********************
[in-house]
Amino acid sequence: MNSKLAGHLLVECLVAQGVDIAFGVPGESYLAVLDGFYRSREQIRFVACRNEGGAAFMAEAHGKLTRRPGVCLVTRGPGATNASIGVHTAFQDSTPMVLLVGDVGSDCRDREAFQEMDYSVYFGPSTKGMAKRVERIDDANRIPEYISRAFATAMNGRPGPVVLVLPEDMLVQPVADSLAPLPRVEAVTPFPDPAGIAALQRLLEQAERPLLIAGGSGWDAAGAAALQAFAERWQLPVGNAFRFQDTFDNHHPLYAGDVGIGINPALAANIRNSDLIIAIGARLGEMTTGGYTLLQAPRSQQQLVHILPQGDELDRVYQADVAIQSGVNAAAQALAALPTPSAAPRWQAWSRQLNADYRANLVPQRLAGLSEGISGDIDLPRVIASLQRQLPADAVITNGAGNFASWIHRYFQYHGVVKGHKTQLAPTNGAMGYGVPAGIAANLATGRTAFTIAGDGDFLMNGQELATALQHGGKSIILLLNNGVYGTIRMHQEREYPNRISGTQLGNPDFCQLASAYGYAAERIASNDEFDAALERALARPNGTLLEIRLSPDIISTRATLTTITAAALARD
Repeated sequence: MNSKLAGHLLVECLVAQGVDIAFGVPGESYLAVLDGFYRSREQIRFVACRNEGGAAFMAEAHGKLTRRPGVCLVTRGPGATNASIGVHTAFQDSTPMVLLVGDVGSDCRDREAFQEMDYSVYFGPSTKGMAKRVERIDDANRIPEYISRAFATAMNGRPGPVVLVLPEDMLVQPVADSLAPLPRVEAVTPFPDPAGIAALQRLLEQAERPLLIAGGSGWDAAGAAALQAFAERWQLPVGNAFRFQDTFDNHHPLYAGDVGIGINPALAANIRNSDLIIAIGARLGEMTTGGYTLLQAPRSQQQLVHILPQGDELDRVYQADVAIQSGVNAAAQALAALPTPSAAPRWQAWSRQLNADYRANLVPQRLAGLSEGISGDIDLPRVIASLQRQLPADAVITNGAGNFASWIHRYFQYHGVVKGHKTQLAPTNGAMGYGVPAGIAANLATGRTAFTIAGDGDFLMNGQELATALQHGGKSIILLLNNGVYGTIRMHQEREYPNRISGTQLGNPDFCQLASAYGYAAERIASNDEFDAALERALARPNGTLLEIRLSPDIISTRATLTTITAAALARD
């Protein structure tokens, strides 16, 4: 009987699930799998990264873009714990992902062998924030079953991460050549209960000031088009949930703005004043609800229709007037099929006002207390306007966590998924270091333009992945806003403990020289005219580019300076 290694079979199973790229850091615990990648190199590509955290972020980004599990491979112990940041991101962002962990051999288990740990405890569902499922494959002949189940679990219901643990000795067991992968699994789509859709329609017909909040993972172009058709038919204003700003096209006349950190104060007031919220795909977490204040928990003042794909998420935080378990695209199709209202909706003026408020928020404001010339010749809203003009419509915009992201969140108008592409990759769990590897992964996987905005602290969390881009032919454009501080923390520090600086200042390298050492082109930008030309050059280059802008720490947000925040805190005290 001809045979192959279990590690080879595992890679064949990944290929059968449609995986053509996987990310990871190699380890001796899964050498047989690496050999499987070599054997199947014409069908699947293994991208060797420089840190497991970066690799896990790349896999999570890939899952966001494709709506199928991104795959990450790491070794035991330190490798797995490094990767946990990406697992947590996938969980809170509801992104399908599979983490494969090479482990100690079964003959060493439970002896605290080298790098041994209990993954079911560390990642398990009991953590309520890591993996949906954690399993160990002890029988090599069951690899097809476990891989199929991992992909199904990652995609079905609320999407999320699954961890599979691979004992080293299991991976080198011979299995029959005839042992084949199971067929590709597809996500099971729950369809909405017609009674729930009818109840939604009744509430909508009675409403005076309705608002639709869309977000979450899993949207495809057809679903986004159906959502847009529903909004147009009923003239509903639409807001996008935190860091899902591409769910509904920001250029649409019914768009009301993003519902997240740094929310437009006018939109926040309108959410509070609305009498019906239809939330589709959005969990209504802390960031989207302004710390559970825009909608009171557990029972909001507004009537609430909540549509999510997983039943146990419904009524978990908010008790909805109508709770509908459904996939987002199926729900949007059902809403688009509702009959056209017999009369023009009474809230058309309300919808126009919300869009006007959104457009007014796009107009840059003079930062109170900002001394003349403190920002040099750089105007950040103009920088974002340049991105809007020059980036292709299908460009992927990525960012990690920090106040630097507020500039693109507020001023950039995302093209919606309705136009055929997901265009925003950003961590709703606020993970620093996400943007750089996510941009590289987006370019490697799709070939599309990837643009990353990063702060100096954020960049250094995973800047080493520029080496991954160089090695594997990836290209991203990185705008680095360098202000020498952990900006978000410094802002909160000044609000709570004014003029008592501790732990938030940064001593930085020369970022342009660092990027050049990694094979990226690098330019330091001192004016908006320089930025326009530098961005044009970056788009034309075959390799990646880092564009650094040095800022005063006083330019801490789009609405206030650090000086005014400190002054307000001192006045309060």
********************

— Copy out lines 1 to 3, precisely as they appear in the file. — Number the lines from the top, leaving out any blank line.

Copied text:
[in-house]
Amino acid sequence: MNSKLAGHLLVECLVAQGVDIAFGVPGESYLAVLDGFYRSREQIRFVACRNEGGAAFMAEAHGKLTRRPGVCLVTRGPGATNASIGVHTAFQDSTPMVLLVGDVGSDCRDREAFQEMDYSVYFGPSTKGMAKRVERIDDANRIPEYISRAFATAMNGRPGPVVLVLPEDMLVQPVADSLAPLPRVEAVTPFPDPAGIAALQRLLEQAERPLLIAGGSGWDAAGAAALQAFAERWQLPVGNAFRFQDTFDNHHPLYAGDVGIGINPALAANIRNSDLIIAIGARLGEMTTGGYTLLQAPRSQQQLVHILPQGDELDRVYQADVAIQSGVNAAAQALAALPTPSAAPRWQAWSRQLNADYRANLVPQRLAGLSEGISGDIDLPRVIASLQRQLPADAVITNGAGNFASWIHRYFQYHGVVKGHKTQLAPTNGAMGYGVPAGIAANLATGRTAFTIAGDGDFLMNGQELATALQHGGKSIILLLNNGVYGTIRMHQEREYPNRISGTQLGNPDFCQLASAYGYAAERIASNDEFDAALERALARPNGTLLEIRLSPDIISTRATLTTITAAALARD
Repeated sequence: MNSKLAGHLLVECLVAQGVDIAFGVPGESYLAVLDGFYRSREQIRFVACRNEGGAAFMAEAHGKLTRRPGVCLVTRGPGATNASIGVHTAFQDSTPMVLLVGDVGSDCRDREAFQEMDYSVYFGPSTKGMAKRVERIDDANRIPEYISRAFATAMNGRPGPVVLVLPEDMLVQPVADSLAPLPRVEAVTPFPDPAGIAALQRLLEQAERPLLIAGGSGWDAAGAAALQAFAERWQLPVGNAFRFQDTFDNHHPLYAGDVGIGINPALAANIRNSDLIIAIGARLGEMTTGGYTLLQAPRSQQQLVHILPQGDELDRVYQADVAIQSGVNAAAQALAALPTPSAAPRWQAWSRQLNADYRANLVPQRLAGLSEGISGDIDLPRVIASLQRQLPADAVITNGAGNFASWIHRYFQYHGVVKGHKTQLAPTNGAMGYGVPAGIAANLATGRTAFTIAGDGDFLMNGQELATALQHGGKSIILLLNNGVYGTIRMHQEREYPNRISGTQLGNPDFCQLASAYGYAAERIASNDEFDAALERALARPNGTLLEIRLSPDIISTRATLTTITAAALARD